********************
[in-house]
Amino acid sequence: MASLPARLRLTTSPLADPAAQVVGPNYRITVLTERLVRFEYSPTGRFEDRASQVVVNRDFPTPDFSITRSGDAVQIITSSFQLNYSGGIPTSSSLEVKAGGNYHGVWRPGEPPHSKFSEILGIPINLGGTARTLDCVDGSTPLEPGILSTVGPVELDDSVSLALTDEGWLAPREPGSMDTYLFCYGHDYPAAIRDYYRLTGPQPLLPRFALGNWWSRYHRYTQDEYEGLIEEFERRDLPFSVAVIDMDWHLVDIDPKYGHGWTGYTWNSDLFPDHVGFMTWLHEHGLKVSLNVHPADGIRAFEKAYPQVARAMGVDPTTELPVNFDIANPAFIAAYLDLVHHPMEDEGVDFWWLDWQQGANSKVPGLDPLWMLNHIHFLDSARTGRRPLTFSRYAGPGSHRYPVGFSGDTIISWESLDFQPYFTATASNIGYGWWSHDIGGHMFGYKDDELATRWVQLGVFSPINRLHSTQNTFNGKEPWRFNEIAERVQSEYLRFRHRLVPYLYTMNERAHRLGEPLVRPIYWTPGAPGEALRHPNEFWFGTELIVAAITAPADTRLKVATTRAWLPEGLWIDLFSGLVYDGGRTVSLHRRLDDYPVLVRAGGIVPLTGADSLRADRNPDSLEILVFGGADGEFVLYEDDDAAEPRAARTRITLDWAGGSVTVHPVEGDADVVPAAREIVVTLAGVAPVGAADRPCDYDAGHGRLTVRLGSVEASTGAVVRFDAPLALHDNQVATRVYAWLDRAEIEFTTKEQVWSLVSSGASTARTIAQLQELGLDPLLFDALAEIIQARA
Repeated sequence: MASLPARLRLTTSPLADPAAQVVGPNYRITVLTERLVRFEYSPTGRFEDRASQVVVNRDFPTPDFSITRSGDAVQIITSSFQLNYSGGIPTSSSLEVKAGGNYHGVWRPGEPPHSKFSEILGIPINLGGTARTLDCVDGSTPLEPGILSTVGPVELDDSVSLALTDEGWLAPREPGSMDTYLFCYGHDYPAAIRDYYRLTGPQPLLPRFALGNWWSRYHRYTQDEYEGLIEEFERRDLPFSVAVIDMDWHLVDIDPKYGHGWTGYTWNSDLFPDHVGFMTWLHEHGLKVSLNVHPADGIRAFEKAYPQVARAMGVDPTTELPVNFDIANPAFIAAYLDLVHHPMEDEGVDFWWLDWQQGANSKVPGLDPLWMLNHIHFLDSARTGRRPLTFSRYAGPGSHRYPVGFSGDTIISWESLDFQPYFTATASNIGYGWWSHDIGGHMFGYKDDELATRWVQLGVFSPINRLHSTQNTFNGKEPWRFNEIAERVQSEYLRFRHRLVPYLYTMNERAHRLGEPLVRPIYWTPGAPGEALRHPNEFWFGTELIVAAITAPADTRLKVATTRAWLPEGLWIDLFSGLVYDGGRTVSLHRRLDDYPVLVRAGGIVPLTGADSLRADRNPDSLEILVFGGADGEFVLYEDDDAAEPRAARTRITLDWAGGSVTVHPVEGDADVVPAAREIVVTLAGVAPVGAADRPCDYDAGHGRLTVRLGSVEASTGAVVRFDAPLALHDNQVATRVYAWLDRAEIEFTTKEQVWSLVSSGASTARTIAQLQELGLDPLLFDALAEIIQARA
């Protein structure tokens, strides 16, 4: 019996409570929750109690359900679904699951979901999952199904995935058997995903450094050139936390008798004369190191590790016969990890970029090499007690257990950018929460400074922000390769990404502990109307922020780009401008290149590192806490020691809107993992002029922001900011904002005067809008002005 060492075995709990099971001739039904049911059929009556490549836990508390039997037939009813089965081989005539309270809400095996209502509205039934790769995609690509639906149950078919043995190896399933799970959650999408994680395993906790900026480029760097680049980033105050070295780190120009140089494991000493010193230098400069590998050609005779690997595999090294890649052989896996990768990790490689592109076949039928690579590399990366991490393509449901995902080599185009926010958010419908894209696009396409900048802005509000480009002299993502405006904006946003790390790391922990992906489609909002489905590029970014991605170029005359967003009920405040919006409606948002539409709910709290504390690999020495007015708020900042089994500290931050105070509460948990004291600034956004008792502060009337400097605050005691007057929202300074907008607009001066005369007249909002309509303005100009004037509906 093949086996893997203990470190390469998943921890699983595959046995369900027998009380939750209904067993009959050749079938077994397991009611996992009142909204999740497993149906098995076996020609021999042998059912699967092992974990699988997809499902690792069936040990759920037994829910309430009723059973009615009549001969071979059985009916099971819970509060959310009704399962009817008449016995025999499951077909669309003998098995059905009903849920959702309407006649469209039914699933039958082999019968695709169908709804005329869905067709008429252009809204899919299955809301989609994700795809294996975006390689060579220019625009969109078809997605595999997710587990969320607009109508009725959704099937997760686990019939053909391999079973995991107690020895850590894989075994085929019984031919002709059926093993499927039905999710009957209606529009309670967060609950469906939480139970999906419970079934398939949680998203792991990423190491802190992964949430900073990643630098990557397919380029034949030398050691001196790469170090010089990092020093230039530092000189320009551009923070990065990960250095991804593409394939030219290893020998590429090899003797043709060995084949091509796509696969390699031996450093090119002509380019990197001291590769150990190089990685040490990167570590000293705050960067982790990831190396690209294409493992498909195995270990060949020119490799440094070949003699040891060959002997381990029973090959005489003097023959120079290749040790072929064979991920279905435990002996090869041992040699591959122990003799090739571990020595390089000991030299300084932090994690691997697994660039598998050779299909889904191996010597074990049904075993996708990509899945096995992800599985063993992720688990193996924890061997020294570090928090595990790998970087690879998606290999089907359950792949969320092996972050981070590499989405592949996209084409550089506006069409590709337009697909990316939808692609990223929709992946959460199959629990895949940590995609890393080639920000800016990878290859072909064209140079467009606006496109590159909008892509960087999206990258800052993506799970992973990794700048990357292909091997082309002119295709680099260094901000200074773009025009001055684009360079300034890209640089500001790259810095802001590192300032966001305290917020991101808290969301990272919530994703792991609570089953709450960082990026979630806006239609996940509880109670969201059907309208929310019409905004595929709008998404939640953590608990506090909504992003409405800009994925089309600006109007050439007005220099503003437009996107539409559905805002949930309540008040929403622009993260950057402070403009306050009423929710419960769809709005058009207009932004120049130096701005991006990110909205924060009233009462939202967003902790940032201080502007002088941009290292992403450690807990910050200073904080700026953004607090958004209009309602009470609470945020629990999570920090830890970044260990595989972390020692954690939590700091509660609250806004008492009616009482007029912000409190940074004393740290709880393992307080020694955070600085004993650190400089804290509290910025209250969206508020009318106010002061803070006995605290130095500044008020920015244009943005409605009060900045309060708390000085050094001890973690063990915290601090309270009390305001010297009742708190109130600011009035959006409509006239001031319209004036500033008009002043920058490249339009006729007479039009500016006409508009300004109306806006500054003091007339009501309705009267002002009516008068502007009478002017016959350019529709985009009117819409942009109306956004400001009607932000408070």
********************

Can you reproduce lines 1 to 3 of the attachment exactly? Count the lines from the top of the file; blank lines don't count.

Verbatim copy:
[in-house]
Amino acid sequence: MASLPARLRLTTSPLADPAAQVVGPNYRITVLTERLVRFEYSPTGRFEDRASQVVVNRDFPTPDFSITRSGDAVQIITSSFQLNYSGGIPTSSSLEVKAGGNYHGVWRPGEPPHSKFSEILGIPINLGGTARTLDCVDGSTPLEPGILSTVGPVELDDSVSLALTDEGWLAPREPGSMDTYLFCYGHDYPAAIRDYYRLTGPQPLLPRFALGNWWSRYHRYTQDEYEGLIEEFERRDLPFSVAVIDMDWHLVDIDPKYGHGWTGYTWNSDLFPDHVGFMTWLHEHGLKVSLNVHPADGIRAFEKAYPQVARAMGVDPTTELPVNFDIANPAFIAAYLDLVHHPMEDEGVDFWWLDWQQGANSKVPGLDPLWMLNHIHFLDSARTGRRPLTFSRYAGPGSHRYPVGFSGDTIISWESLDFQPYFTATASNIGYGWWSHDIGGHMFGYKDDELATRWVQLGVFSPINRLHSTQNTFNGKEPWRFNEIAERVQSEYLRFRHRLVPYLYTMNERAHRLGEPLVRPIYWTPGAPGEALRHPNEFWFGTELIVAAITAPADTRLKVATTRAWLPEGLWIDLFSGLVYDGGRTVSLHRRLDDYPVLVRAGGIVPLTGADSLRADRNPDSLEILVFGGADGEFVLYEDDDAAEPRAARTRITLDWAGGSVTVHPVEGDADVVPAAREIVVTLAGVAPVGAADRPCDYDAGHGRLTVRLGSVEASTGAVVRFDAPLALHDNQVATRVYAWLDRAEIEFTTKEQVWSLVSSGASTARTIAQLQELGLDPLLFDALAEIIQARA
Repeated sequence: MASLPARLRLTTSPLADPAAQVVGPNYRITVLTERLVRFEYSPTGRFEDRASQVVVNRDFPTPDFSITRSGDAVQIITSSFQLNYSGGIPTSSSLEVKAGGNYHGVWRPGEPPHSKFSEILGIPINLGGTARTLDCVDGSTPLEPGILSTVGPVELDDSVSLALTDEGWLAPREPGSMDTYLFCYGHDYPAAIRDYYRLTGPQPLLPRFALGNWWSRYHRYTQDEYEGLIEEFERRDLPFSVAVIDMDWHLVDIDPKYGHGWTGYTWNSDLFPDHVGFMTWLHEHGLKVSLNVHPADGIRAFEKAYPQVARAMGVDPTTELPVNFDIANPAFIAAYLDLVHHPMEDEGVDFWWLDWQQGANSKVPGLDPLWMLNHIHFLDSARTGRRPLTFSRYAGPGSHRYPVGFSGDTIISWESLDFQPYFTATASNIGYGWWSHDIGGHMFGYKDDELATRWVQLGVFSPINRLHSTQNTFNGKEPWRFNEIAERVQSEYLRFRHRLVPYLYTMNERAHRLGEPLVRPIYWTPGAPGEALRHPNEFWFGTELIVAAITAPADTRLKVATTRAWLPEGLWIDLFSGLVYDGGRTVSLHRRLDDYPVLVRAGGIVPLTGADSLRADRNPDSLEILVFGGADGEFVLYEDDDAAEPRAARTRITLDWAGGSVTVHPVEGDADVVPAAREIVVTLAGVAPVGAADRPCDYDAGHGRLTVRLGSVEASTGAVVRFDAPLALHDNQVATRVYAWLDRAEIEFTTKEQVWSLVSSGASTARTIAQLQELGLDPLLFDALAEIIQARA